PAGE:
The grips of both pistols are made from stippled abs plastic and provide a sure hold, even under recoil, both in the naked hand and with airsofting gloves on. I would be interested to see if they are so easy to grip after a couple rounds in the rain or when coated in mud, but this will probably be more affected by your choice of gloves than the pistols themselves. The P226 fits the hand better but that is just generally a size issue, rather than shape or design. Not that the Deagle is too big or in any way cumbersome, but unless you are Andre the giant it is unlikely that you will be able to wrap you fingers all the way round it. The Desert Eagle is from the family of guns that perceive bigger as better, it is meant to feel powerful in your hands, but this does have a few drawbacks, and it is worth researching your holster before you buy it, as the Deagle will not fit into them all.

I think I’m gonna have to give this to the P226. Its lack of safety will take some getting used to, but the fact that it can reliably fit into any sized holster, and its extra customisation options make it more universally suitable.

Winner: Tokyo Marui P226

Performance

I tested both guns from a distance of 10 metres inside an indoor range to eliminate wind, temperature or elevation changes from effecting results, and first of all I have to say that both these bb guns are extremely fun to shoot. The P226 has got to be one of the loudest gas pistols I have ever fired. Some may see this as a disadvantage for giving away your position but I must admit, at the range it left a big smile on my face thinking “this thing hits hard”. The KWC features a slide that features strong feedback whenever the trigger is pulled which undoubtedly affects accuracy but makes this pistol feel like an absolute cannon which is, of course, extremely enjoyable. In reality both pistols shoot at around 300fps, but the KWC definitely feels the more powerful with its heavier recoil.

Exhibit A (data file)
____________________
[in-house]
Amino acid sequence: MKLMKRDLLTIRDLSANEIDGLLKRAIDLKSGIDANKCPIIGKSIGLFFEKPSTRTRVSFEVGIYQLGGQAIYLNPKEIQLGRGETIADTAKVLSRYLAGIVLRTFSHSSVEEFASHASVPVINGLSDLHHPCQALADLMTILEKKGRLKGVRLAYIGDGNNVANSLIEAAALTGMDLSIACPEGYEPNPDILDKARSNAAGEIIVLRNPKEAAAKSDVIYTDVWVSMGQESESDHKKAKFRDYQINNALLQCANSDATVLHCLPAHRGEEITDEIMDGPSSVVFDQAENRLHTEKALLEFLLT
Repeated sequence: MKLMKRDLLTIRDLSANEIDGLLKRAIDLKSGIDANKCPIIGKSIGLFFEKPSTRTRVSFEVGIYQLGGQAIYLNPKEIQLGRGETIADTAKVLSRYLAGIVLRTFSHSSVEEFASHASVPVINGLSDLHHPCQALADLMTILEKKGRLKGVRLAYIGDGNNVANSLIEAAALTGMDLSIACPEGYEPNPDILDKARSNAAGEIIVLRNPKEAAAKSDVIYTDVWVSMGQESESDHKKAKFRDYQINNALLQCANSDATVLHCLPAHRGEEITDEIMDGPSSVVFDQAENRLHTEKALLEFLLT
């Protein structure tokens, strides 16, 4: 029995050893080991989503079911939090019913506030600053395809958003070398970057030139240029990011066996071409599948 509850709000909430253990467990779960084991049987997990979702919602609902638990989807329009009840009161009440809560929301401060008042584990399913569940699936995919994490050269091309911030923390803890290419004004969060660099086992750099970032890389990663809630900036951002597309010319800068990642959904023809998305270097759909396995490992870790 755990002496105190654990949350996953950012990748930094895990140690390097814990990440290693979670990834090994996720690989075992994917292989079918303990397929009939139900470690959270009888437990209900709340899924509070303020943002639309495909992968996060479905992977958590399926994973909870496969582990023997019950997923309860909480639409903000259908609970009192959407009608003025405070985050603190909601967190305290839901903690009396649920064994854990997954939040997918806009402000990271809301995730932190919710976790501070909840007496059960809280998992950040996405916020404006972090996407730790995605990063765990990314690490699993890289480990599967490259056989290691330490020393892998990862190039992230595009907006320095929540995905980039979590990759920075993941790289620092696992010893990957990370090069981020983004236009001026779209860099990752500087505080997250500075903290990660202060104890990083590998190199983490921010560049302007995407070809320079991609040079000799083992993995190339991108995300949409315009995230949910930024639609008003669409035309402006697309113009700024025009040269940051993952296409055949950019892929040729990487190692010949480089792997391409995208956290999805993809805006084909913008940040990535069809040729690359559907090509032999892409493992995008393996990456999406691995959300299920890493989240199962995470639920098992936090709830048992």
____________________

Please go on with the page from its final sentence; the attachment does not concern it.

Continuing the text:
In terms of accuracy the P226 edges it with a grouping of around 2”, as always, ignoring a couple of outliers that were shot at the start of the magazine and were just me getting my eye in. Three of the holes were actually double taps and all shots landed within 1.5” of the bullseye. The Desert Eagle, ignoring a couple of outliers, grouped at around 2” also but with no double taps and a greater spread between the pellets, particularly in the vertical plane. This leads me to conclude that although both guns are comparable in terms of accuracy on the day, the P226 might just be the more consistent when it comes to hitting the target.